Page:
Karl Foord, UMN Extension Educator
Preparation for winter
Plants acclimate or develop hardiness to freezing temperatures in response to changes in light duration and temperature. Acclimation is a two-stage process. The first stage is initiated by decreasing day length and results in partial hardiness. The second stage is initiated by subfreezing temperatures and results in full hardiness and acclimation. The hardening response in a plant may vary from year to year because of variation in temperatures over that year. The degree of cold hardiness of a plant is determined by the genetic capacity of a plant to acclimate to freezing temperatures and transform its tissues from a non-hardy to a winter hardy state. Plants are often given a cold hardiness rating based on the lowest midwinter temperature that plant tissues can endure relative to the USDA winter hardiness zone temperature bands. For example, Honeycrisp has a winter hardiness rating of USDA hardiness zone 3 (-40 to -30 F).
However, extreme low temperature is only one of a number of factors affecting winter survival. Winter damage frequently occurs during late fall or early spring due to extreme changes in temperature when the plant is not at its maximum hardiness. Injury is a function of the acclimation status of the plant at the time of the radical temperature change, and is often difficult to determine, and may not show for several years.
No two winters are the same
Every winter may have an episode that could cause some damage to some trees. For example the winter of 2008-9 was considered to be a more stressful year than the winter of 2009-10. This is borne out by the temperature graphs of the two years. Note that the winter of 2008-9 had a great deal of significant temperature fluctuation while 2009-10 was much smoother (Figures 1 & 2). Dr. Jim Luby noted three potentially damaging events that stand out in the winter of 2008-9 as follows: 1. The 43 degree temperature drop on December 15, 2008, 2. The 37 degree temperature drop on March 11, 2009, and 3. The five nights of low temperatures below - 20 from January 13 - 17, 2009. Many areas experienced a freeze event on Mother's Day (May 9, 2010) with varying amounts of damage. Some Minnesota apple orchards lost almost all their apple flowers and reports from Iowa noted lots of damage with bark splitting off the trees.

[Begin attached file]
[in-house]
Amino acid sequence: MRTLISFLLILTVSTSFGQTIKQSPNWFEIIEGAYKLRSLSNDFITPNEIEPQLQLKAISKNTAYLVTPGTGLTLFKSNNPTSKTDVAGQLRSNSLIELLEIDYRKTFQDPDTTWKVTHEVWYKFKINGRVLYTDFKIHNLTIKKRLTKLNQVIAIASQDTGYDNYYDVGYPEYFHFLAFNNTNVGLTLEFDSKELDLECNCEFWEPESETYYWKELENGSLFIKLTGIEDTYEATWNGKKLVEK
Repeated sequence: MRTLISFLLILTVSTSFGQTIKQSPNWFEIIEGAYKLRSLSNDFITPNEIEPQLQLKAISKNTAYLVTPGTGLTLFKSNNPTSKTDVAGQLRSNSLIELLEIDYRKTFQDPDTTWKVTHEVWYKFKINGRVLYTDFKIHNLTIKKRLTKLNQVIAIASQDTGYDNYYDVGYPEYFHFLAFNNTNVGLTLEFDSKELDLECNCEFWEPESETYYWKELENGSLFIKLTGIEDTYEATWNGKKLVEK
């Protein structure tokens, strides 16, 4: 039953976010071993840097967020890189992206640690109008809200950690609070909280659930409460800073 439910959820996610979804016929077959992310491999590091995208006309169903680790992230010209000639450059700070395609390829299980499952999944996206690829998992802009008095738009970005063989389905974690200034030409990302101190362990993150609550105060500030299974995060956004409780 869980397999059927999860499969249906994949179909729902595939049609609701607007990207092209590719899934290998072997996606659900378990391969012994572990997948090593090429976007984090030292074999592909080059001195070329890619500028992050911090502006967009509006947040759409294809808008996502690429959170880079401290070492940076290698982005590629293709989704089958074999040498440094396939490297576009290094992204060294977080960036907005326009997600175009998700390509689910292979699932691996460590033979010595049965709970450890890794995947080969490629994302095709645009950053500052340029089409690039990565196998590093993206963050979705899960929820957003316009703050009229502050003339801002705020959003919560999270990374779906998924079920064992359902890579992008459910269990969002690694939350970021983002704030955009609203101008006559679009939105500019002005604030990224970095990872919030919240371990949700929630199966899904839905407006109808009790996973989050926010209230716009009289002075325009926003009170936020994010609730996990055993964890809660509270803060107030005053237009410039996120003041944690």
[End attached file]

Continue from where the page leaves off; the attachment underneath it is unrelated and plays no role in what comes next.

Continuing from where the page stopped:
Carryover environmental effects
A dry season or a particularly heavy crop can reduce the vigor of the tree and make it more susceptible to winter injury. As Kathy Zuzek would tell you a rose variety that is defoliated by black spot in July is more susceptible to winter injury then one that has not been defoliated.
Other influencers of hardiness
Lack of snow cover during the coldest period can lead to root damage.
Pruning apples before they have accumulated their full hardiness can set trees up for winterkill, especially so with cultivars that are less winter hardy. In general, pruning cuts are dehardening in the early winter and the larger the cut the more dehardening occurs. Prune fruit trees in late spring before the buds become active.
Orchard topography is important because it affects cold air drainage. Lower areas where cold air accumulates can cause frost to settle and damage trees.
High intensity sunlight on a sunny winter day heats up the south and southwest side of thin-barked young apple tree trunks causing the cells to come out of dormancy and become active. After sunset temperatures can drop precipitously to levels well below freezing which kills active cells and conductive tissue. This often appears as a longitudinal crack running up and down the trunk.
Commercial tree wraps made of crepe paper, plastic spiral wraps or longitudinally cut drain pipe will intercept the sun and insulate the bark preventing sunscald. Wrap the trees from base to the lowest branch in the fall after leaf drop. I have used all methods. I have left the plastic wraps on for at least three years until the bark thickens and is less prone to sunscald. I removed and rewrapped the crepe paper each year.